Ricardo’s law of comparative advantage has proven to hold true. Today’s global economy is highly interconnected, and many industries are now structured with global supply chains from components to assembly to customer support. Consumers expect to be able to buy an ever broader range of goods that come from dozens of countries, including Taiwanese PCs, Chilean sea bass, New Zealand apples, German shavers, and Japanese video game consoles. Now that businesses have discovered cost advantages of global sourcing and outsourcing, no political or populist force will allow us to return to inefficient, closed national market environments.
However, as Congressman Tip O’Neill famously said, “All politics is local.” Shifts in employment from inefficient national industries to more effective global supply chains will cause periods of pain, since new jobs are seldom created in the same places that the old jobs are lost. Workers who need retraining may never get back on the same career and benefit track they had under the old, more protected economic system.
Because economic and political policy are determined for and within each country (the Euro zone being a notable counter-example), political tensions get in the way of economic rational behavior. As long as there is no world body that controls master economic policy, national governments will interfere with the money supply and interest rates to support short term fiscal priorities.
FORCES FOR GLOBALIZATION
John Naisbitt cited globalization as a mega trend in 1982. While he was writing for an American business audience, his predictions guided business leaders around the world to look beyond their borders for market growth, new innovations, and more efficient and lower cost sources of supply. Globalization of the world economy – measured as trade (gross imports or exports) as a percentage of world GDP has actually been increasing steadily for decades.
China grew from the #11 economy in 1990 to the #3 economy today, based on the GDP measured in nominal dollars. This year, China will almost certainly surpass Japan to become the second largest national economy.So, if trade is good, and globalization is a benefit for the world as a whole, why does almost every nation erect barriers with their national policies, and what should a profit-motivated business do about this?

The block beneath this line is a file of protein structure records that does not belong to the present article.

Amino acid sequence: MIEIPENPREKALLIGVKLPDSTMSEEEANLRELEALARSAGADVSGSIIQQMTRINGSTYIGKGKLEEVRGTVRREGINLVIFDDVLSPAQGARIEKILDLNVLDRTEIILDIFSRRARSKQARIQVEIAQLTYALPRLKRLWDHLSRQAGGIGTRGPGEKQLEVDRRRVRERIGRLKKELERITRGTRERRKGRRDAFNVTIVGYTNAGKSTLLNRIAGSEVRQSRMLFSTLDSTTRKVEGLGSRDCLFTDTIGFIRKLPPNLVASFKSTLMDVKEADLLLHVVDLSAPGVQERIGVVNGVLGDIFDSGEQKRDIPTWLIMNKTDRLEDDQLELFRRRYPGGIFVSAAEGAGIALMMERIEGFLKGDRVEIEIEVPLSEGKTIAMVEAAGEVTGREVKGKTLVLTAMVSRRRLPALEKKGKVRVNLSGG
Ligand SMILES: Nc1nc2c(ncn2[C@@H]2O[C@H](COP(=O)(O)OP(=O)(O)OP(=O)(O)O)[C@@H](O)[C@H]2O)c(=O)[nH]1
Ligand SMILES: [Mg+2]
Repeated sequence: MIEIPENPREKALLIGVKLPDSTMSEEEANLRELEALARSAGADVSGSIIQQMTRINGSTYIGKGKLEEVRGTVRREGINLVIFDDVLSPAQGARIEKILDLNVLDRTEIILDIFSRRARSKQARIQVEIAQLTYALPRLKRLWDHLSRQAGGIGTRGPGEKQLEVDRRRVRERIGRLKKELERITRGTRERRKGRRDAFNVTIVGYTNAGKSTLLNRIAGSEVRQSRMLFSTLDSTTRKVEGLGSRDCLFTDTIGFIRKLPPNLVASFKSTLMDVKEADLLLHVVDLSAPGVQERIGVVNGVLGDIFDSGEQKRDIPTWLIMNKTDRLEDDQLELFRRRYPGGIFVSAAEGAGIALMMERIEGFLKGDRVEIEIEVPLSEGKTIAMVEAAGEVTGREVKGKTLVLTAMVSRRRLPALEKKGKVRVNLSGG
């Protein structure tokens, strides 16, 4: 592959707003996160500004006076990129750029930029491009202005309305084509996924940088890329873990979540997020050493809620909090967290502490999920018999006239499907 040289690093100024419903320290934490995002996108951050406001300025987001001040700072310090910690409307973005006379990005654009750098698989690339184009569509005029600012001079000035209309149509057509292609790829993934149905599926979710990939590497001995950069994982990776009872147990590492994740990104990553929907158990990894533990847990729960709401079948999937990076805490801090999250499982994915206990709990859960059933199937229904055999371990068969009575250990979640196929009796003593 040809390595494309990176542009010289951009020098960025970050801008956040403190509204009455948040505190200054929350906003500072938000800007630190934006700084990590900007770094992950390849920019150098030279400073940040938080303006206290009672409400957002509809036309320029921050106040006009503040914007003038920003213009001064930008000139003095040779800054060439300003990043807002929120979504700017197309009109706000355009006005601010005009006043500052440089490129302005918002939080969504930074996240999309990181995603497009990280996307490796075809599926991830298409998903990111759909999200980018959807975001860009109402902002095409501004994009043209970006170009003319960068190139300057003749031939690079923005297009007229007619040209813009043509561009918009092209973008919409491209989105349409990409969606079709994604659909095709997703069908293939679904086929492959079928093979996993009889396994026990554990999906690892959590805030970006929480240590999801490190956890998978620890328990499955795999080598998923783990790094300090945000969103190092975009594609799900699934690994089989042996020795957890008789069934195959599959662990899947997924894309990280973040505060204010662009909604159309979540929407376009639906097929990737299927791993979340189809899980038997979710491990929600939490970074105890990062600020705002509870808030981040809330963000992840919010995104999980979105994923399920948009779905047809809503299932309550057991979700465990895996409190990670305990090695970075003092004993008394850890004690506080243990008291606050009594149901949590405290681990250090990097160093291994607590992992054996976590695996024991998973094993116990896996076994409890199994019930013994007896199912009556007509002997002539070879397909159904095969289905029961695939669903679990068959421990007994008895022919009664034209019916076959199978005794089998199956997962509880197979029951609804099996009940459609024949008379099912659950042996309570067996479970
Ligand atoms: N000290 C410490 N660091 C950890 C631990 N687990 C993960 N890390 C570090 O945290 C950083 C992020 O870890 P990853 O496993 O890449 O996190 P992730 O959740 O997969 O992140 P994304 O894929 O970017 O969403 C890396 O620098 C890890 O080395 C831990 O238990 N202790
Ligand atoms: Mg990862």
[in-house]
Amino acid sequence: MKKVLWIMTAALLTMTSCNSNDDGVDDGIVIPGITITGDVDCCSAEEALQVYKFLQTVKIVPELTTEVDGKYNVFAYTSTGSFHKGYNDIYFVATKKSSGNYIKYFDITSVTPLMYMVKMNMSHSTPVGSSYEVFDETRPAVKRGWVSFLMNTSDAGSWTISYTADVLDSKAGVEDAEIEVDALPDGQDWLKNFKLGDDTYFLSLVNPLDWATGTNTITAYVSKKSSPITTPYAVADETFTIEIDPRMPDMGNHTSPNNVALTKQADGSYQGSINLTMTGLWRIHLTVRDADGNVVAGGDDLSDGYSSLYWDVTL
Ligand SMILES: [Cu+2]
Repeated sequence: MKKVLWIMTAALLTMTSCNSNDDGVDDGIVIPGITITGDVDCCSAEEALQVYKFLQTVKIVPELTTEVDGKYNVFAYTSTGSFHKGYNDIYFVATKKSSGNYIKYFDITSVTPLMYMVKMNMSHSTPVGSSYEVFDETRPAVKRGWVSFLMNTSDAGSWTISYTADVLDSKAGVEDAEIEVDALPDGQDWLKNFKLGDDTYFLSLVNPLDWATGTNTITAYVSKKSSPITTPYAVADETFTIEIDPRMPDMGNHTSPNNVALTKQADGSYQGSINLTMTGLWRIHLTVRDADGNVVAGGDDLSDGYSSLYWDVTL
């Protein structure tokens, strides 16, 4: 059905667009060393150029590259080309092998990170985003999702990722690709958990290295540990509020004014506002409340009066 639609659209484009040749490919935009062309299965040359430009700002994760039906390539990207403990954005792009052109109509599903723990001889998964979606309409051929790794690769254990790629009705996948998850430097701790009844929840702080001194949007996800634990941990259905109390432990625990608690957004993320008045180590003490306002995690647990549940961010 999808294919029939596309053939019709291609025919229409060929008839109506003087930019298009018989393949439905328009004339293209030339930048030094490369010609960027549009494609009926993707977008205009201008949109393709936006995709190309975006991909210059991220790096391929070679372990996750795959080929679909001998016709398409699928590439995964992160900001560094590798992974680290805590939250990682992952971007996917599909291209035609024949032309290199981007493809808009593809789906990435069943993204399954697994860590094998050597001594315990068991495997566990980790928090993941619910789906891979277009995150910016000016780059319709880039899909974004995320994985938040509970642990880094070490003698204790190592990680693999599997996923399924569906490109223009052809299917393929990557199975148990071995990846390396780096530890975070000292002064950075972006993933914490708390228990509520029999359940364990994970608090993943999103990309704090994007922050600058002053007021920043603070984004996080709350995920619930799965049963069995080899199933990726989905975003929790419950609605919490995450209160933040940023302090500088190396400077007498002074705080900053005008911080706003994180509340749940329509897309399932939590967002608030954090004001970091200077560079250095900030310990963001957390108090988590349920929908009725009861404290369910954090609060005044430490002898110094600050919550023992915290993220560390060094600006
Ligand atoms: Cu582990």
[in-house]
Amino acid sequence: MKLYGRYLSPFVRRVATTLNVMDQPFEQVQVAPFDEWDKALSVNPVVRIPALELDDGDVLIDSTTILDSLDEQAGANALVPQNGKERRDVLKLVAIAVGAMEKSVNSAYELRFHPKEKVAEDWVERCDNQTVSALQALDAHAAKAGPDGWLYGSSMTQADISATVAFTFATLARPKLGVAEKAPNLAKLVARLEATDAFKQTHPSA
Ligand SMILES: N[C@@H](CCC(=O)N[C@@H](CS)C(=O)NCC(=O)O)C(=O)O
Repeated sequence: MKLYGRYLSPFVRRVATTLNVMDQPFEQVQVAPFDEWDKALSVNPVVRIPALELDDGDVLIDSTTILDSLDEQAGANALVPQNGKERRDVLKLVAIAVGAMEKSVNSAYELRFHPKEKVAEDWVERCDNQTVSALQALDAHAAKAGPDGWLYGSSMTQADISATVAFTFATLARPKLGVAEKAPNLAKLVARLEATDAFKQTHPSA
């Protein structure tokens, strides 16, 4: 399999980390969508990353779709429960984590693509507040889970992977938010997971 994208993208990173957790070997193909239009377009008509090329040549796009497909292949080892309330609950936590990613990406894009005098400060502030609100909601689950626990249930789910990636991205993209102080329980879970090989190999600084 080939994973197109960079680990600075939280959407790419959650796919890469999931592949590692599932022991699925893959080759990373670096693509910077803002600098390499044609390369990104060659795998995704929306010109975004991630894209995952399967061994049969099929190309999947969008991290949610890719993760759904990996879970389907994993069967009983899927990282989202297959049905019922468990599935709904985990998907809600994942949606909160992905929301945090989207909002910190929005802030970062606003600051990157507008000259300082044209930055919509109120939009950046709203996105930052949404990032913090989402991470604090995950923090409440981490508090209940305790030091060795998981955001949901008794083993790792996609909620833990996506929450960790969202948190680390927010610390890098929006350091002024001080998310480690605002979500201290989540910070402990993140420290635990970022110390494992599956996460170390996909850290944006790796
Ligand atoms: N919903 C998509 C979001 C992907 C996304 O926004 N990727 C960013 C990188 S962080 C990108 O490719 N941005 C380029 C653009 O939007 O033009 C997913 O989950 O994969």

FORCES FOR NATIONALISM
Nearly every nation attempts to build its economy by encouraging national champions in select industries. Over a dozen nations support home-based automobile manufacturers with tariffs and other restrictions on foreign competition or, as with GM and Chrysler, direct government investment. National flag airlines continue to receive preferred treatment in almost every country. Even the US, with relatively liberal business regulation policies, maintains restrictions on international ownership for US airlines and sets rules that restrict the success of non-US carriers in serving the domestic market.
The two main justifications for nationalist protectionism are employment preservation and national security. Let’s look at these two issues:
Employment protection in inefficient firms may make sense in the short term, but in the long run, the inefficient producer will always lose out to an efficient global competitor. Without the competitive drive to world class cost and quality, the local producer wastes its resources. The lower profits restrict the investment level in new processes, in further cost reduction programs, and in deeper intimacy with its market. The local producer cannot match the pace of new products that will meet the evolving needs of its customers, and will get further and further behind a true world class competitor.read more details at http://www.unesco.org/most/dsp52.htm.
The only two logical arguments can be made to support trade barriers for employment protection are:
Anti-dumping rules, which prevent foreign competitors from selling below cost in the home country. While these are detrimental to consumers (because they lead to higher prices), they do help to eliminate one competitive tactic, the use of predatory pricing to thwart natural market forces.